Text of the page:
The Articles of Organization is the founding document of an LLC. It is filed with a state to create the company under its laws and get it officially registered to do business. The required content and form of an LLC is determined by state law, but there are several general similarities common to virtually all Articles of Organization.
The Articles of Organization of an LLC consist of a series of numbered articles, each of which briefly states the requisite information required in the document under law. The heading for each article is simply "Article I" and so forth. At the end of the articles, the document must be signed by a member or manager, depending on state law. In some states, the document may also have to be notarized or witnessed.
Identifying the Business
Usually the first required information in the first several articles of an Articles of Organization document is information that identifies the business. This includes the name of the business, which must usually include "limited liability company" or an abbreviation of the term. The next articles are often used to state the duration of the business, which is usually perpetual, but may be limited, and the purpose of the company. Most states allow a general statement that allows the company to conduct any lawful business purpose in the state.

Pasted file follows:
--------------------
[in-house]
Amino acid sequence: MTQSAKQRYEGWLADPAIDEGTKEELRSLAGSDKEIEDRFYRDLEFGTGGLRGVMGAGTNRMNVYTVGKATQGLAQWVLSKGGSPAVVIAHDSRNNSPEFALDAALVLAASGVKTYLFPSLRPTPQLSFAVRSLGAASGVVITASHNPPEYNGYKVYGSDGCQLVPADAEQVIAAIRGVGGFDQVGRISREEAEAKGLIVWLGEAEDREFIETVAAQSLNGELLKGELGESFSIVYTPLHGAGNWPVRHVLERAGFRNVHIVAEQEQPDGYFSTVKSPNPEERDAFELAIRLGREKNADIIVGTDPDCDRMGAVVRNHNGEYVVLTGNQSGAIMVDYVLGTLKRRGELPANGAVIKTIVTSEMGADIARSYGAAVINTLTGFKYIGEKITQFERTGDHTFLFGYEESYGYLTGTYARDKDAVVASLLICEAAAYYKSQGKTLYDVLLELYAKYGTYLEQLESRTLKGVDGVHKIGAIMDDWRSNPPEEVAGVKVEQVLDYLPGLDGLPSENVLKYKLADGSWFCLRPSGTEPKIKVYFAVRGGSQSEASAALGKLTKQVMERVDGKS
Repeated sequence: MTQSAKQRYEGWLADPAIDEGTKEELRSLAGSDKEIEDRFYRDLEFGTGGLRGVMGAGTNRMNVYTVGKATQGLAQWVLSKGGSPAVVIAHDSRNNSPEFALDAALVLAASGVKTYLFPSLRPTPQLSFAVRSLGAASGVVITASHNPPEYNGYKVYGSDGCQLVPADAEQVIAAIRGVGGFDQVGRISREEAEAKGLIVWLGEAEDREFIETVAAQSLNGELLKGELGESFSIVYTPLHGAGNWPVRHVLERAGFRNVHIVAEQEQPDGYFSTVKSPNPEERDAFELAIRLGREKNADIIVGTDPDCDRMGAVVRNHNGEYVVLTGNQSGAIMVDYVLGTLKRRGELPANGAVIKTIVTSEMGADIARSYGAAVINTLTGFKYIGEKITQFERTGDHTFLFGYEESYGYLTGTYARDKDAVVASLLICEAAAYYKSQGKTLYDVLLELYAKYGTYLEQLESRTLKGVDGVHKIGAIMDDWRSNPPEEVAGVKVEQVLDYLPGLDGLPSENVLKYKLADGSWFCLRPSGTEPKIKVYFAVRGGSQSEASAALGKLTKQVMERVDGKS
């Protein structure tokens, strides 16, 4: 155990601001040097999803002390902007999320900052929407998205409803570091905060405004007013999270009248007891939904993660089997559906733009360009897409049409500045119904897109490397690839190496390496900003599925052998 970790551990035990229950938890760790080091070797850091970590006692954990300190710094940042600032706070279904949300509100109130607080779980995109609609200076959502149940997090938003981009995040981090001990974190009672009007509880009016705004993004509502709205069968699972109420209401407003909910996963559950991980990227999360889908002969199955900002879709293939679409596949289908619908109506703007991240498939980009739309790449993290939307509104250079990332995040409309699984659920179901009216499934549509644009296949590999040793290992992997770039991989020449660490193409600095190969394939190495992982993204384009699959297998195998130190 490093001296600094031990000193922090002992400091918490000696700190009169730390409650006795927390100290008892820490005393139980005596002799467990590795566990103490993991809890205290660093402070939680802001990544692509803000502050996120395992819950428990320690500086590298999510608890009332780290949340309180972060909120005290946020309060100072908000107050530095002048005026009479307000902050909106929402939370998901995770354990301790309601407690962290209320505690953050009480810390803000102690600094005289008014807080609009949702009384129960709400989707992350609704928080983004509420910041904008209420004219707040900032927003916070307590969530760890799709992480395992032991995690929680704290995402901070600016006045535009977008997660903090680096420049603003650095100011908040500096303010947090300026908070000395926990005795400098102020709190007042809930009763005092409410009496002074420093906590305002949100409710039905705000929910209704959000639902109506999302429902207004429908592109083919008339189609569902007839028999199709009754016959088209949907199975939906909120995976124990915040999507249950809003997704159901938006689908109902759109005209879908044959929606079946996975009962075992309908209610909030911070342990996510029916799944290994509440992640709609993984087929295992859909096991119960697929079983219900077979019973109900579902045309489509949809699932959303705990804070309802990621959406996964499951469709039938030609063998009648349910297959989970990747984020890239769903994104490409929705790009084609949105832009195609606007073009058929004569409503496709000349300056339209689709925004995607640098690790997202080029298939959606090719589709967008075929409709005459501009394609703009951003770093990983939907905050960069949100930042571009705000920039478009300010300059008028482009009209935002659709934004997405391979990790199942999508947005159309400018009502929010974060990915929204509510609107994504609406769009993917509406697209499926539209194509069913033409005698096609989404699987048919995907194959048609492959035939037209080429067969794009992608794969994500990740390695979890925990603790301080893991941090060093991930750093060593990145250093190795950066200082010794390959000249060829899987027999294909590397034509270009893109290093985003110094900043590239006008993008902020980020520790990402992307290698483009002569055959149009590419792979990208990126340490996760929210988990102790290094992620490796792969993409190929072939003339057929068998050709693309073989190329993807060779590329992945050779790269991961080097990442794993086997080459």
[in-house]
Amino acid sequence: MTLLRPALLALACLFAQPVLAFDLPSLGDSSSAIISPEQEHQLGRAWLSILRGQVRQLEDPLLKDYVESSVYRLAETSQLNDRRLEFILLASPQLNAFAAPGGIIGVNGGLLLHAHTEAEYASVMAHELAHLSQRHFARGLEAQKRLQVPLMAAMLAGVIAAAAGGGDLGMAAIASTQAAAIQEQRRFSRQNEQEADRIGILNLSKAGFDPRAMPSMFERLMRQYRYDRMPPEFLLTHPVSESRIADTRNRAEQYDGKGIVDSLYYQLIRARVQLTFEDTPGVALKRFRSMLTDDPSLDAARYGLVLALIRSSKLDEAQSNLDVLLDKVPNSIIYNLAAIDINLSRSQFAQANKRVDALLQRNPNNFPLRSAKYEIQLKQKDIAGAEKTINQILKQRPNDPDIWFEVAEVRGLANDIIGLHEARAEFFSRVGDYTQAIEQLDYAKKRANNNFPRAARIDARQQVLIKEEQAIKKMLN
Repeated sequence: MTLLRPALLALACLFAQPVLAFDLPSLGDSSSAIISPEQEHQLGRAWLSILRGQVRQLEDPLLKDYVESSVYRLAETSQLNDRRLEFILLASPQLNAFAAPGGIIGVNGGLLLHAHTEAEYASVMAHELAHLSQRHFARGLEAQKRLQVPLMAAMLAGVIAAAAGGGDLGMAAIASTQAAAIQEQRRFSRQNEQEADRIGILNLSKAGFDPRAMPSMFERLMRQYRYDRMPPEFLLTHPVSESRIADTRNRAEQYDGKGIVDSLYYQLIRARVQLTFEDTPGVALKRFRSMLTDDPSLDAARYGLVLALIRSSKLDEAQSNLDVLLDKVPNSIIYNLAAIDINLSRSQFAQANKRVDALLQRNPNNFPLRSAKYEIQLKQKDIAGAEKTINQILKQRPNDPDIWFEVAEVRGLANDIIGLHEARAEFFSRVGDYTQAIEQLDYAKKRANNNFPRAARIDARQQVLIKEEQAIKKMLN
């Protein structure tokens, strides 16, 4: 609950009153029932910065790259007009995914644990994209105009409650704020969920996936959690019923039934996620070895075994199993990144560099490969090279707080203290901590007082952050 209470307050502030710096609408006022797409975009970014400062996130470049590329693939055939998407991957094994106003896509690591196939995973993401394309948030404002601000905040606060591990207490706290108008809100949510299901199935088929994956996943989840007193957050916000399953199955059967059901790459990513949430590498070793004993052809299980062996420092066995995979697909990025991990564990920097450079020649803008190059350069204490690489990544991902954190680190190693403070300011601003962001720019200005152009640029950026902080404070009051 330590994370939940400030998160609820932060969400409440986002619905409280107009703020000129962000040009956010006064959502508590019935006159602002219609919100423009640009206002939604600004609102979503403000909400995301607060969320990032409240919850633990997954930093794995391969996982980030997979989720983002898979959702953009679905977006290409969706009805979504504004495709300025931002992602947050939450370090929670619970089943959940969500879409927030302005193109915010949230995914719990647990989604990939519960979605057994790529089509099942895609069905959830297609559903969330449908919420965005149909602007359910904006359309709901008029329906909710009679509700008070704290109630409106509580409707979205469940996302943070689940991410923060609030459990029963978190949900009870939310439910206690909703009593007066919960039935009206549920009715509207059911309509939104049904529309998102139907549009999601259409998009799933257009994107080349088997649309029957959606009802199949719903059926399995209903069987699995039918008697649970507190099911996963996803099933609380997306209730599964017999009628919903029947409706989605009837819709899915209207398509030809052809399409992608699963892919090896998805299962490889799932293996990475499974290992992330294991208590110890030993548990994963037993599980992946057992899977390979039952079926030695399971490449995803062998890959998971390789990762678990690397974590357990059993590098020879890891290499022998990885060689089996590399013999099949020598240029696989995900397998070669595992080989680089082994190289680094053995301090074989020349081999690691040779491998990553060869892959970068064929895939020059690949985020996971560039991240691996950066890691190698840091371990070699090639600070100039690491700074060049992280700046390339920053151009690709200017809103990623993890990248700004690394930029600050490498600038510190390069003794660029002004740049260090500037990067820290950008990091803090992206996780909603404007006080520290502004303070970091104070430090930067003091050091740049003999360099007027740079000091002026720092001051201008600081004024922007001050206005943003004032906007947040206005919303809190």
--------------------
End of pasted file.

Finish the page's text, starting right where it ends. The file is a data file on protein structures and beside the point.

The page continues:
Identifying the Key Players
The rest of the document is usually about identifying the registered agent, physical address and the names and addresses of the initial members of the LLC. The registered agent is the person available at the physical address in the state authorized to receive service of process on behalf of the company, and must be available during normal business hours. The initial members are those who owned a stake in the company at the time of its registration with the state. If there are non-member managers, those must usually also be identified by name and address, too.
Read More: How to Identify Officers in an LLC
One of the best places to find a sample Articles of Organization is at the website for the appropriate agency of the state government. Many states, including California, Texas and Florida, have forms that can be completed by simply filling in the blanks. Some states even allow electronic submission of the Articles of Organization. Forms obtained online should be checked against the state's legal requirements. Using a state-specific form is the easiest way to draft your Articles of Organization.
Joseph Nicholson is an independent analyst whose publishing achievements include a cover feature for "Futures Magazine" and a recurring column in the monthly newsletter of a private mint. He received a Bachelor of Arts in English from the University of Florida and is currently attending law school in San Francisco.